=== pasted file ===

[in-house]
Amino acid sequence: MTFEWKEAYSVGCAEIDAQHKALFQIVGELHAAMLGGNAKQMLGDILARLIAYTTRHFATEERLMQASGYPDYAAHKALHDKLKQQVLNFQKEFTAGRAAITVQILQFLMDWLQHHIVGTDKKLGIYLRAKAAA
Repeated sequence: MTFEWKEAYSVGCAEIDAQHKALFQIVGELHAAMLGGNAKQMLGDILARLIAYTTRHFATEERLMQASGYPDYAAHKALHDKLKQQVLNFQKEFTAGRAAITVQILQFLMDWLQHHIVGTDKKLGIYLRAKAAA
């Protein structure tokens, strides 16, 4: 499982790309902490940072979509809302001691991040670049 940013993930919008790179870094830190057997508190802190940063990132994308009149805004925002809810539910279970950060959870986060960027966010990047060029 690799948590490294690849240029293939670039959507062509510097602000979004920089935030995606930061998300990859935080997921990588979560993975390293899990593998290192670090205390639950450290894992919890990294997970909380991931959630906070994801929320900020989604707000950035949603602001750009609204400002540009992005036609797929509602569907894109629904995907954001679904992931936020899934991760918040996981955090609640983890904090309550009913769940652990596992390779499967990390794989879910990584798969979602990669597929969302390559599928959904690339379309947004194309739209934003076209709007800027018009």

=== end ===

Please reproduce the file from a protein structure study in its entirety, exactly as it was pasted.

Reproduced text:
[in-house]
Amino acid sequence: MTFEWKEAYSVGCAEIDAQHKALFQIVGELHAAMLGGNAKQMLGDILARLIAYTTRHFATEERLMQASGYPDYAAHKALHDKLKQQVLNFQKEFTAGRAAITVQILQFLMDWLQHHIVGTDKKLGIYLRAKAAA
Repeated sequence: MTFEWKEAYSVGCAEIDAQHKALFQIVGELHAAMLGGNAKQMLGDILARLIAYTTRHFATEERLMQASGYPDYAAHKALHDKLKQQVLNFQKEFTAGRAAITVQILQFLMDWLQHHIVGTDKKLGIYLRAKAAA
């Protein structure tokens, strides 16, 4: 499982790309902490940072979509809302001691991040670049 940013993930919008790179870094830190057997508190802190940063990132994308009149805004925002809810539910279970950060959870986060960027966010990047060029 690799948590490294690849240029293939670039959507062509510097602000979004920089935030995606930061998300990859935080997921990588979560993975390293899990593998290192670090205390639950450290894992919890990294997970909380991931959630906070994801929320900020989604707000950035949603602001750009609204400002540009992005036609797929509602569907894109629904995907954001679904992931936020899934991760918040996981955090609640983890904090309550009913769940652990596992390779499967990390794989879910990584798969979602990669597929969302390559599928959904690339379309947004194309739209934003076209709007800027018009």